Worth 43.75p on June 3, just after the multi-faceted music business had announced it was in takeover talks, they opened at 18.25p on the London Stock Exchange June 29th.
Although nearly 60 percent of Sanctuary’s capital value has been wiped within the space of 20 trading days, the U.K.’s The Guardian reported the company as denying it’s in danger of breaching its bank covenants or considering a rights issue.
However, the board has said debts are at “a higher level” than it’s “comfortable with going forward,” and analysts are predicting that the company may need to take some draconian measures to turn things around.
“If you’ve got £120 million of debt, I don’t think we’re talking about selling off odds and ends here. They need to at least halve their debt, if not more,” Investec analyst Malcolm Morgan told The Guardian.
Some analysts are suggesting the company is perilously close to its debt limit of 4.5 times earnings and, even if its bankers give it some grace, Bridgewell analyst Patrick Yau says, “They’re right up against it.”
After the board announced that earnings for the first half-year (up to March 31st) had fallen from £10.6 million to £6.6 million and a “regrettable and unacceptable” 81 percent profit plunge to £1.3 million, it said it was still “confident the group can return to acceptable levels of profit and cash generation.”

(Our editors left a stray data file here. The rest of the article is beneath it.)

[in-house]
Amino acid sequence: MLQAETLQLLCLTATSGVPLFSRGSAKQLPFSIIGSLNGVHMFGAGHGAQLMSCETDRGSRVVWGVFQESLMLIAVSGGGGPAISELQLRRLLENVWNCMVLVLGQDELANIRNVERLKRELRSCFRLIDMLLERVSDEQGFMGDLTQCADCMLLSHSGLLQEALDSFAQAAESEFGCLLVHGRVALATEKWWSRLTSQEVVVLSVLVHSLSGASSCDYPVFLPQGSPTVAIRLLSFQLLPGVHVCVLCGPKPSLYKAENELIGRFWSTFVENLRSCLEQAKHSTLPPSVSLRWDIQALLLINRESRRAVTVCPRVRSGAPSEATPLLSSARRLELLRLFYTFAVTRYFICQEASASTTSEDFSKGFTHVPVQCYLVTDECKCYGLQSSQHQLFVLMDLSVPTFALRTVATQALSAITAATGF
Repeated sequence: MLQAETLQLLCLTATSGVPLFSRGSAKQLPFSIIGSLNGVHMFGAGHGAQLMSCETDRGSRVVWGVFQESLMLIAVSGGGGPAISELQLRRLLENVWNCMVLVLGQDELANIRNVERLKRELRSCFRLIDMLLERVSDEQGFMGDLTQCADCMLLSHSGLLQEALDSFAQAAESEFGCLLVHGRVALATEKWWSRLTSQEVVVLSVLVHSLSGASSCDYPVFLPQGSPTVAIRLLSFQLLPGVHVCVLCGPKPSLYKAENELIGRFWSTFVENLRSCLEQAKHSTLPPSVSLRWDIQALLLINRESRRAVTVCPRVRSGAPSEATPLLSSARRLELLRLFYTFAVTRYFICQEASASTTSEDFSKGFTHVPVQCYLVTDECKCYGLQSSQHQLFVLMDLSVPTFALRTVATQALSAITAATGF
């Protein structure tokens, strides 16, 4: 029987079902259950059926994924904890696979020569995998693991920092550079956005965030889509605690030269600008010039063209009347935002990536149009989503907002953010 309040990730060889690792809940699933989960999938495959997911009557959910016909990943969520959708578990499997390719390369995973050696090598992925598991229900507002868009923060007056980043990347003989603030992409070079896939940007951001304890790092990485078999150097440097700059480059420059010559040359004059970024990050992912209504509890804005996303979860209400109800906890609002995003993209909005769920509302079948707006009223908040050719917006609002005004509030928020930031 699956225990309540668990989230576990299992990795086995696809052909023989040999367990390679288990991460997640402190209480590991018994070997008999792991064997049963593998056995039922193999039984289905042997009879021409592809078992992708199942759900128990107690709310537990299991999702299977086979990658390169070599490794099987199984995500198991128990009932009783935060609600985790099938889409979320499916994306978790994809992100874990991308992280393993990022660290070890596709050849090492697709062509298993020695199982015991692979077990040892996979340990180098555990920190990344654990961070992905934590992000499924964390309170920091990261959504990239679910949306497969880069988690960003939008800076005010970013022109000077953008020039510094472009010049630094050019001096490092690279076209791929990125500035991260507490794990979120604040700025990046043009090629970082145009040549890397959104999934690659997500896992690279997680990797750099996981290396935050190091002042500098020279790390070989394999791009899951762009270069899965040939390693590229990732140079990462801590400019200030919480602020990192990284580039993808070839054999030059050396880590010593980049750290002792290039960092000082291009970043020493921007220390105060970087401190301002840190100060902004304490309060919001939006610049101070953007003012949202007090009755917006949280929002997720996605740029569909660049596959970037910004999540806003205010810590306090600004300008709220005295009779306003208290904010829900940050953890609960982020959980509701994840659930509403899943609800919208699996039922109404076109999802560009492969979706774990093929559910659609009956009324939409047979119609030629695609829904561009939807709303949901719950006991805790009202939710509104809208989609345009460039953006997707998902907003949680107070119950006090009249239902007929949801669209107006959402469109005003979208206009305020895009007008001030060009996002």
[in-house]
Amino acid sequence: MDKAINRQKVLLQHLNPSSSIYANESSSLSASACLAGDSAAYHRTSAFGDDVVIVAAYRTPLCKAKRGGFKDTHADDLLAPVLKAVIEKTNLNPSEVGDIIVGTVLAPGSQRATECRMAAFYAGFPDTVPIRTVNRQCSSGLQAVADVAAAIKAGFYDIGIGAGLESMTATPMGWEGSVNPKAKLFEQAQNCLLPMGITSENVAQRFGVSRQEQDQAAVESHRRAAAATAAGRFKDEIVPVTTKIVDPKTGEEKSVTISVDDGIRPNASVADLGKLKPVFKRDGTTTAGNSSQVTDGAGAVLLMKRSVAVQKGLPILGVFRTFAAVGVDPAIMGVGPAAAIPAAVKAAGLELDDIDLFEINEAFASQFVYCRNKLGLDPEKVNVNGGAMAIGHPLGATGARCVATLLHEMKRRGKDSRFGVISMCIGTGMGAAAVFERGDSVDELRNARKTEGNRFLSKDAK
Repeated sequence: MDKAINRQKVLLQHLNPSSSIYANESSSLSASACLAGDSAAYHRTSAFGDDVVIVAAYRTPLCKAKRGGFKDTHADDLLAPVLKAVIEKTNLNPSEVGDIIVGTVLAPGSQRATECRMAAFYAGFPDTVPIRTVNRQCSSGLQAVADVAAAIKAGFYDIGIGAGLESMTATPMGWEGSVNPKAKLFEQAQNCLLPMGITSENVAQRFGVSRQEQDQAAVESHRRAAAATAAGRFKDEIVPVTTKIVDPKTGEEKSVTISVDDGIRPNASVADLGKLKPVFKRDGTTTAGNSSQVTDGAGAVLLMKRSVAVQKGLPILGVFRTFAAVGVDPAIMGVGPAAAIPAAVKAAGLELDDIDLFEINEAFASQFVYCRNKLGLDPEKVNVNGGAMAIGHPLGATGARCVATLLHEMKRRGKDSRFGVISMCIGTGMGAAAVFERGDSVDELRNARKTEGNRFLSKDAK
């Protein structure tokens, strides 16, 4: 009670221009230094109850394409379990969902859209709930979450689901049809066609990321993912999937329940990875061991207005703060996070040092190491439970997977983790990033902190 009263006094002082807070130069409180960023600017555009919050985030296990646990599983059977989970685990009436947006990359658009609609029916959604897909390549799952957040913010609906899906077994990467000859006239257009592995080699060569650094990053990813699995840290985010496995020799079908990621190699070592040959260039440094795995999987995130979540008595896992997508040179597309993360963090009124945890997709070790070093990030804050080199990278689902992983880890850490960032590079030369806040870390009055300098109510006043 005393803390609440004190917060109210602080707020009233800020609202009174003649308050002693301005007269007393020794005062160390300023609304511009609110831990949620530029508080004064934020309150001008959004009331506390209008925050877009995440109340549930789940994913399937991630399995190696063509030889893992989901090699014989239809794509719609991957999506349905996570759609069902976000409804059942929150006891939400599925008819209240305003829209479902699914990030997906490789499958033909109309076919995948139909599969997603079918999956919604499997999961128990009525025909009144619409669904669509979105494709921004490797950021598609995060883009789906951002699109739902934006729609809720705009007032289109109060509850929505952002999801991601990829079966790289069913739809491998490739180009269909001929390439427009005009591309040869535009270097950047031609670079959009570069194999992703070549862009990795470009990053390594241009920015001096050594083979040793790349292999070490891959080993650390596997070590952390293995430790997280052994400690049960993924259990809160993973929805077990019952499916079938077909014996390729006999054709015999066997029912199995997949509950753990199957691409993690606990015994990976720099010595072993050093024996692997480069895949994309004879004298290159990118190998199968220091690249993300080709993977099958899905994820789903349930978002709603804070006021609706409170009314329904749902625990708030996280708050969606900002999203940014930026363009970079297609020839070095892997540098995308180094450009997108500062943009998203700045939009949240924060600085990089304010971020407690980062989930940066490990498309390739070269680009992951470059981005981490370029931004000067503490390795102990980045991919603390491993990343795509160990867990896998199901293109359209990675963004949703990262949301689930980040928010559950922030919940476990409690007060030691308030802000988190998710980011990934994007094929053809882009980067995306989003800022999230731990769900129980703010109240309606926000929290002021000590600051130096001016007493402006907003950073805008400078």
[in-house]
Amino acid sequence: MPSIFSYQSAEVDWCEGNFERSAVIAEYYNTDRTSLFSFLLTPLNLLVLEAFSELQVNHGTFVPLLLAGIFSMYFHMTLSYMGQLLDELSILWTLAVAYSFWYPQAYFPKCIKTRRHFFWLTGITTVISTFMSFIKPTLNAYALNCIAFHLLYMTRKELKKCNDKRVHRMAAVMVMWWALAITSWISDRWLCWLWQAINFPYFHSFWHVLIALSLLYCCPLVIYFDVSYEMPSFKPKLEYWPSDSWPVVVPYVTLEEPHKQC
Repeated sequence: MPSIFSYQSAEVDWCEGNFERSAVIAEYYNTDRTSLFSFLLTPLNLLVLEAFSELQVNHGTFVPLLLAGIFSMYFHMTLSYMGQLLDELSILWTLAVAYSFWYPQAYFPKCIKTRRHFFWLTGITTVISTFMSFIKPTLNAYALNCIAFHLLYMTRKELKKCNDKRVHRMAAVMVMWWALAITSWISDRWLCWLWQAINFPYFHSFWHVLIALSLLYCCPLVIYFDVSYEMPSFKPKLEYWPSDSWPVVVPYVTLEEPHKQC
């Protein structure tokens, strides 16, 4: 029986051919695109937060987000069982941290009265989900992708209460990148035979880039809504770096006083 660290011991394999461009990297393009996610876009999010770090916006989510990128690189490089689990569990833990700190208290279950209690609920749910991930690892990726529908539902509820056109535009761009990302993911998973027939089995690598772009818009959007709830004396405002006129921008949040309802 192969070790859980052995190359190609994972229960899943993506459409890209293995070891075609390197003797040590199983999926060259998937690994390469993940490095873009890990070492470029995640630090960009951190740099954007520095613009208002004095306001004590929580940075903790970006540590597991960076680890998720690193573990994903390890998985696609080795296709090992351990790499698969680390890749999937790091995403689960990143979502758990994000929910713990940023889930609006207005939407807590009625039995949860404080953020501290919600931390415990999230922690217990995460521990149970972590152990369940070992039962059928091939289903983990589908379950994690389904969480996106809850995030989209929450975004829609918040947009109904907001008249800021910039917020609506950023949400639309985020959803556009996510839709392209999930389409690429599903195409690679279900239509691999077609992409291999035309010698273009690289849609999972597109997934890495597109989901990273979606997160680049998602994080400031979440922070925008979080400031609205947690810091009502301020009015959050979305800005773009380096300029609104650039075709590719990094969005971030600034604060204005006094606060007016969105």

Apart from trying to sell the whole show lock, stock and barrel to either a major record company or an investment house, analysts are also suggesting Sanctuary could rein in its costs to reflect the lower earnings, cut up to 10 percent of its workforce and amalgamate offices. It’s estimated that could make a quick costs saving of between £7 million and £8 million. Selling its books division and its classical recording rights could also be a way of raising money.
The basic underlying problem, according to Morgan, is that Sanctuary has pursued growth at the expense of cost management. The problems of paying off the debt incurred by making those acquisitions have become highlighted now that record sales are down.
The slump in record sales is something the company has already addressed: After the first half sales slipped 1.3 million units (worth £9.3 million), it restructured its Urban Music division.
Mathew Knowles (Beyoncé’s father), who had headed it up, has been shifted to being in charge of “artist relationships,” while other executives will now take over responsibility for production.
Andy Taylor, Sanctuary’s chief exec, told The Independent that, although debt had risen to £117.7 million, the Bank of Scotland and main bondholder Highbridge continued to be supportive of the business.
The paper also had him showing disappointment at the stock market’s reaction and quoting him as saying, “In 30 years of business, this is not the first time we have had a blip. Our model is working, we’ve had a bit of a slip … and we regret that, but it’s the sort of thing that happens.
“Given the way the City has reacted, you do lose your faith in human nature sometimes.”
– John Gammon